Nowadays, many people use to combine different names of beloved relatives to assign a unique name to the baby and to be linked to those special people. In the case of choosing the name of my children we always think about their psychological health (children at school are often very cruel creating nicknames and making fun of strange names), at the same time that it will represent something. My oldest son's name is Edicson Sebastian, when choosing we thought of these two and the first one with a brief modification of the expected, Edicson for the inventor of the light bulb (Thomas Alva Edison), but we added a "c" between the "i" and the "s" for his grandfather who is called Dixon and just because the "x" in its pronunciation sounds like a "c". Sebastian for Johann Sebastian Bach (German Baroque musician and composer).

In the case of our second son and at the insistence of my wife, we decided to call him César (like me), and we looked for a name that would give him his personality and would combine well with this name and we chose "Ignacio" (Nacho as we call him by affection).

Posiblemente no exista en estos tiempos, una cultura en la selección del nombre del recién nacido. Tengo conocimiento por mis abuelas, que hasta el siglo pasado los nombres muchas veces eran escogidos según el día del nacimiento. Existía una especie revista que proponía nombres diariamente relacionados con los días específicos y muchas personas las usaban como referencia así como el uso de nombres según el día del santo que se celebre. Por poner un ejemplo, si el niño nacía el día de la Virgen del Carmen, se utilizaba el nombre “Carmen” en su composición.

Hoy en día muchas personas suelen combinar diferentes nombres de familiares queridos para que de este modo, asignar un nombre único al bebé y vaya ligado a esas personas especiales. En el caso de escoger el nombre de mis hijos siempre pensamos en su salud psicológica (los niños en la escuela suelen ser muy crueles creando apodos y burlándose de nombres extraños), al mismo tiempo que este representara algo. El nombre de mi hijo mayor es Edicson Sebastian, a la hora de elegir pensamos en estos dos y el primero con una breve modificación de lo esperado, Edicson por el inventor de la bombilla (Thomas Alva Edison), pero agregamos una “c” entre la “i” y la “s” por su abuelo que se llama Dixon y solo porque la “x” en su pronunciación suena como una “c”. Sebastian por Johann Sebastian Bach (músico y compositor alemán del barroco).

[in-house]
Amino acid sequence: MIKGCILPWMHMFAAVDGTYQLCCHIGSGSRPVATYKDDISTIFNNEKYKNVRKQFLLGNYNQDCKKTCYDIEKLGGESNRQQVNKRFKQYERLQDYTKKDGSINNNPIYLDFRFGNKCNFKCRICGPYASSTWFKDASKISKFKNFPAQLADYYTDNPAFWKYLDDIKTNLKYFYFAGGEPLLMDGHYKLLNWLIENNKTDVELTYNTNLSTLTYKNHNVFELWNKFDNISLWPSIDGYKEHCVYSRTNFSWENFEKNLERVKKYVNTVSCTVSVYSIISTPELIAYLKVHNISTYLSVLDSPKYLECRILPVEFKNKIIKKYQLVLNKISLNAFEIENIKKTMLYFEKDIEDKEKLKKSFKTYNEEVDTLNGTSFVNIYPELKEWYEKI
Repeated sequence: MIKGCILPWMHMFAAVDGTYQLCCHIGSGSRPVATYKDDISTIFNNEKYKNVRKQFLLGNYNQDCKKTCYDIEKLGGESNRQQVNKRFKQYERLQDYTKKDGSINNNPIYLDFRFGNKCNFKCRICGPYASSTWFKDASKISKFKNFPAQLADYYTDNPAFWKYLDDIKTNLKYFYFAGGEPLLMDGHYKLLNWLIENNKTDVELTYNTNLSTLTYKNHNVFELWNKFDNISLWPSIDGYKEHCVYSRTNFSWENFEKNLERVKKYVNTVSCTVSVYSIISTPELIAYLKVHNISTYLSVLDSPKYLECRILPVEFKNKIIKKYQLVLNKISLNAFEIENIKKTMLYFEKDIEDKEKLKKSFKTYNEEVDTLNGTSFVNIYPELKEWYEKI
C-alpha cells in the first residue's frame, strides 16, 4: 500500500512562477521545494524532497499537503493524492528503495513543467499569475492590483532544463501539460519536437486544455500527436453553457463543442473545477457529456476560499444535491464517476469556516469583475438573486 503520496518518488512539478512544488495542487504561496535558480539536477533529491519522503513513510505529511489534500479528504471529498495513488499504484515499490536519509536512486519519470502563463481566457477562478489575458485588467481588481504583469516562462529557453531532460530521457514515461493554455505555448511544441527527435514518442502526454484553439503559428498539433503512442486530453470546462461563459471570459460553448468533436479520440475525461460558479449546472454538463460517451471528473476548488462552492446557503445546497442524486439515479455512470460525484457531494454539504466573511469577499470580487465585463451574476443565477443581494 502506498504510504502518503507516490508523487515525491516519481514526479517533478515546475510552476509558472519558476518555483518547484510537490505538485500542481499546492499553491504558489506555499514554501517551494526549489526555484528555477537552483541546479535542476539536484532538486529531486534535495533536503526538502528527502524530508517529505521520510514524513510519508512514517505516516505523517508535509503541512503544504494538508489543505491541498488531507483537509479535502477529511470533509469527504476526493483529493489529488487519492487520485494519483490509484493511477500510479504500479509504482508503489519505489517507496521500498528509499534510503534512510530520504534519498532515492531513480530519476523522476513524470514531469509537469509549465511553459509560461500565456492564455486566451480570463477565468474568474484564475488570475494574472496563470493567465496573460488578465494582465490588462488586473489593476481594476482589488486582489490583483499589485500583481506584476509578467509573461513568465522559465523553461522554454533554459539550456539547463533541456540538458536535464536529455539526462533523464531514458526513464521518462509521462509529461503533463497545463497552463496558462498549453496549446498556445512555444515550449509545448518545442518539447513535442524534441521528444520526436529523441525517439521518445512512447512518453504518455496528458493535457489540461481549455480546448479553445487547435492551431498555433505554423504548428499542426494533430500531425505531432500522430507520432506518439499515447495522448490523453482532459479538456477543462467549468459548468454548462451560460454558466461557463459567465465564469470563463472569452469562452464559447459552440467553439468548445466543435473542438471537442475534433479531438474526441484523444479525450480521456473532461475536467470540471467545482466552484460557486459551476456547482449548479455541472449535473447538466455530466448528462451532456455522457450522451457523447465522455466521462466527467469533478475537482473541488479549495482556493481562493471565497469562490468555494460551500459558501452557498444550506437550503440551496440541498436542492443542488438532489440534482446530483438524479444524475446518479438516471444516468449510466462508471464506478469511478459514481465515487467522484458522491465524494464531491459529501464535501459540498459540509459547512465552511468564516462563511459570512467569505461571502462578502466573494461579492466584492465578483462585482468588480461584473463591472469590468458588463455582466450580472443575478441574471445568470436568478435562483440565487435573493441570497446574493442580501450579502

Ya en el caso de nuestro segundo hijo y por insistencia de mi esposa, decidimos llamarlo César (como yo), y buscamos un nombre que le aportara personalidad propia y combinara bien con este nombre y nos decantamos por “Ignacio” (Nacho como le decimos por cariño).

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I hope you liked my publication and if in any way you want to contribute to this one, you can leave it in the comments. In the same way, I invite you to participate in this initiative, I would love to know how you celebrate according to your culture the arrival of a child.

I would like to make a direct invitation to my friends @actioncats, @mercmarg, and @mayllerlys to participate.